Qualifications and Considerations
Sometimes, the best person to hold your power of attorney is the person closest to you. After all, that person probably knows the most about your affairs, and has the best understanding of what you would want to do. But, don’t default to choosing your brother or best friend just because you’re close or because you think they might be offended if you chose someone else. Instead, consider:
- Honesty and integrity: you obviously want the person holding your power of attorney to be someone you are comfortable trusting with access to your bank accounts and other property.
- Reliability: even those with the best of intentions are sometimes just inclined to drop the ball. Make sure the person taking responsibility for your bills and other arrangements has the organizational skills and attention to detail necessary to make sure your affairs are managed responsibly.
- Appropriate skills: the person holding your power of attorney doesn’t have to be a financial expert, but it’s important to assess what they’ll be asked to do and factor that into your decision. A friend or family member who might be well-qualified to pay your bills and arrange for household assistance may not be the right choice if you have a network of rental properties to manage or complex self-managed investments.
A Florida Durable Power of Attorney is Effective Immediately
You might assume that since your durable power of attorney is intended to ensure that someone can manage your finances and other matters while you are incapacitated, it would only take effect upon incapacity. Once upon a time, that was true–or, at least, an option. But, Florida law specifies that powers of attorney executed on or after October 1, 2011 are effective immediately upon execution.
It’s important to be aware of this because language that attempts to limit the power delegated to a future time period or a triggering event like incapacity won’t just be ineffective–it will invalidate the POA.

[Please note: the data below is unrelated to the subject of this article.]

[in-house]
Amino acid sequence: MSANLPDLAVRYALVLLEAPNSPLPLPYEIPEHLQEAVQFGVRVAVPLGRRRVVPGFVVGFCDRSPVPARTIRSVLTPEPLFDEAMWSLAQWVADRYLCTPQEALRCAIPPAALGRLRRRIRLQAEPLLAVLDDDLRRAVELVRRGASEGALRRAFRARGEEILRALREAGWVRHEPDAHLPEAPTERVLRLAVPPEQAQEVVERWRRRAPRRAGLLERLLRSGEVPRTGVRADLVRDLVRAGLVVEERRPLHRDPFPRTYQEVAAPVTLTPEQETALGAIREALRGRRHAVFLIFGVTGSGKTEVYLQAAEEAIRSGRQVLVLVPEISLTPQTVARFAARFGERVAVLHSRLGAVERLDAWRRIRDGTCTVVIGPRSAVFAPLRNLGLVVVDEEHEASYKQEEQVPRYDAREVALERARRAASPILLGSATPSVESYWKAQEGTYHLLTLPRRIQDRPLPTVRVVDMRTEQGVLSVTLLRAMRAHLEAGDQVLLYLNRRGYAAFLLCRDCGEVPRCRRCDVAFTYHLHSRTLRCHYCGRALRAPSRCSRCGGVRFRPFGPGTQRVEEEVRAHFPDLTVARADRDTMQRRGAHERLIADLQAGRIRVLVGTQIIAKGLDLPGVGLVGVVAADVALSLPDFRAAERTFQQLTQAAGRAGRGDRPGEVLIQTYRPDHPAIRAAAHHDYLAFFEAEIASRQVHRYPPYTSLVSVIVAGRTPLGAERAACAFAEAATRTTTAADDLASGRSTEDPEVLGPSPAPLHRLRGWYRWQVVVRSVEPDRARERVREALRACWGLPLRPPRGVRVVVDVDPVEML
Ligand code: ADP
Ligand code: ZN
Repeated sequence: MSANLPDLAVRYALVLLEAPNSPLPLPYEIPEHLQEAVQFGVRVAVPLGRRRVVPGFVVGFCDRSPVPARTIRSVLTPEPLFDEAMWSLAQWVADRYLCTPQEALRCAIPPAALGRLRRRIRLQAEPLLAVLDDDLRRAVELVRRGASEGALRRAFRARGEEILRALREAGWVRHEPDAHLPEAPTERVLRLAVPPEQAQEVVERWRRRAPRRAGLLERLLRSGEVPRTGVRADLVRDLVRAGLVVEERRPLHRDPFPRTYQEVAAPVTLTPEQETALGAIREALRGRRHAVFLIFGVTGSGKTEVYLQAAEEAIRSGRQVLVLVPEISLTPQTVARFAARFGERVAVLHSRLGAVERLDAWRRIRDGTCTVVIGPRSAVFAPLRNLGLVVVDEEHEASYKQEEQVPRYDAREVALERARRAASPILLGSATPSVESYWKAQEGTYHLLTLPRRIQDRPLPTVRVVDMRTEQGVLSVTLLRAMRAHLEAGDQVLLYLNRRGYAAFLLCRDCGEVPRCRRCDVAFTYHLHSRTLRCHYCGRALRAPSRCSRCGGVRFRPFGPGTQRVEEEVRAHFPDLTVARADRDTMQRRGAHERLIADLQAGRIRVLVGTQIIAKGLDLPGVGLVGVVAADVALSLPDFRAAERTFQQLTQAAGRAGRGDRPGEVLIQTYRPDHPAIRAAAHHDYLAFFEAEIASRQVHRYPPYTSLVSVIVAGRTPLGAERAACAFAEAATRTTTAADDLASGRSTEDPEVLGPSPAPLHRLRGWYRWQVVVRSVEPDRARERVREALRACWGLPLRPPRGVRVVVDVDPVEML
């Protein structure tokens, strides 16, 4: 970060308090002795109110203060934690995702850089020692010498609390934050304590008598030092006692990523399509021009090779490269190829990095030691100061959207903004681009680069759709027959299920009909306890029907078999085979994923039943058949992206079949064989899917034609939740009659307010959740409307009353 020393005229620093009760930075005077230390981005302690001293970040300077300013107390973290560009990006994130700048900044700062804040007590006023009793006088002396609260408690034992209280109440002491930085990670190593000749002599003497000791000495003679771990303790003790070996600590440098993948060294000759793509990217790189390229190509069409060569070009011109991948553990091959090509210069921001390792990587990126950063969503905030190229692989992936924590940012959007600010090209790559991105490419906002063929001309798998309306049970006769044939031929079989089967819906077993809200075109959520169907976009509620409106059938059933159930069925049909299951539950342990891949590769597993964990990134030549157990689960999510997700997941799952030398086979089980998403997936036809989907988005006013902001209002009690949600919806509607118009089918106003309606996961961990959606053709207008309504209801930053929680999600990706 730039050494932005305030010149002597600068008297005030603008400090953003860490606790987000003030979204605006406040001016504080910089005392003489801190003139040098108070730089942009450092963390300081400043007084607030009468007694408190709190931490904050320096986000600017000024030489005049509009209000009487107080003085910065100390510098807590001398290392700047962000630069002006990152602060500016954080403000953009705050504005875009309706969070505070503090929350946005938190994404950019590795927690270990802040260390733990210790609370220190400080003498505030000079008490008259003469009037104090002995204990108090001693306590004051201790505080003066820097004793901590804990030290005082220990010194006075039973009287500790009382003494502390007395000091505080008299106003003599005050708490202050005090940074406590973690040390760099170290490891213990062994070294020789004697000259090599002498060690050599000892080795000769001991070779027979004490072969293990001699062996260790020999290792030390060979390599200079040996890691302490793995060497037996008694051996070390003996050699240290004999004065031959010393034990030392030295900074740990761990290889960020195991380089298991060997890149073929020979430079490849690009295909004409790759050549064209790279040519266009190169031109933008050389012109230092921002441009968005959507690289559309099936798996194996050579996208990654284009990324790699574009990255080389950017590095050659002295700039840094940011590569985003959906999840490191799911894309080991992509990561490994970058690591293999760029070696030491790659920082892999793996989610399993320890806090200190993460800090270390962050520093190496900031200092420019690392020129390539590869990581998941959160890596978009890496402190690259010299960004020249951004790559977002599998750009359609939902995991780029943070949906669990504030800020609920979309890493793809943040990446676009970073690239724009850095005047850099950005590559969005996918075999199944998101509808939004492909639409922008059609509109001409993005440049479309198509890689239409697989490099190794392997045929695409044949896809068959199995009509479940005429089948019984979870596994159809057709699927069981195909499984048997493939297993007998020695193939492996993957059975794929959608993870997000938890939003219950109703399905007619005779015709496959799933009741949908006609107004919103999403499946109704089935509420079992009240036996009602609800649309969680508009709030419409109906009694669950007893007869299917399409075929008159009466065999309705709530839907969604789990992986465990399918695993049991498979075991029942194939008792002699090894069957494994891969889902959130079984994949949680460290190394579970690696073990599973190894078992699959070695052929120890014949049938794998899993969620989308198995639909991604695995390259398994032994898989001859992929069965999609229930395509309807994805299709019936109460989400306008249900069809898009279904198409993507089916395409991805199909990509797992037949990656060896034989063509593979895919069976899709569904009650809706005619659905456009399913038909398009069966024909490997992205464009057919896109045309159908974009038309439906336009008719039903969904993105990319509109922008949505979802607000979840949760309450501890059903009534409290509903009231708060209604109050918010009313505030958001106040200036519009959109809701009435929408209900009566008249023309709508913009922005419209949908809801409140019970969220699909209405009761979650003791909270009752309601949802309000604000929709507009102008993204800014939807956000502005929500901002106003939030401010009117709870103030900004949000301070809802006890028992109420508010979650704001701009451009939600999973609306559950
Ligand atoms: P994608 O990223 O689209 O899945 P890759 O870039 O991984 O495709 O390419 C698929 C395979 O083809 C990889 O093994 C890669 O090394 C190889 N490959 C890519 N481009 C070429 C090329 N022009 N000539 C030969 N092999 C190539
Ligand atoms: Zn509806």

A Durable Power of Attorney is Revocable in Florida
“Durable” means that the power of attorney remains in effect if you become incapacitated. But, that doesn’t mean you can’t change it while you are able. You can revoke a power of attorney at any time, so long as you are competent to do so. This must be done in writing, either independently or as part of a subsequent power of attorney.
Talk to an Experienced Estate Planning Attorney about Your POA
As you can see, there’s a lot to consider when drafting a durable power of attorney, whether as part of a comprehensive estate plan or as a standalone document. The best way to avoid mistakes and ensure that you’ve considered all of the key factors and variables is to work with a Florida estate lawyer who is experienced in drafting durable powers of attorney.
Your estate planning lawyer can help you make important determinations like:
- How broad the delegation of power should be to best ensure that your POA can conduct your business while also avoiding unnecessary risk, and
- What considerations are most important in choosing a POA given your specific circumstances.
Your attorney can also ensure that your power of attorney contains the appropriate language to make sure it remains in effect if you are incapacitated, and that you avoid language that might invalidate the document.
Attorney Thomas Upchurch has been helping Florida residents with all aspects of estate planning, probate administration and probate and trust litigation for decades. He has the knowledge and experience you need to ensure that your interests and your loved ones are protected, during your lifetime and after you pass away.
None of us knows when we might need someone to step in temporarily while we’re incapacitated, when someone else may be called upon to make medical decisions for us, or even when we might pass on. The best preparation is early preparation. To learn more about how we can help with your estate plan or other trust and estate issues, schedule a consultation right now. Just call (386) 272-7445 or fill out our short contact form to get started.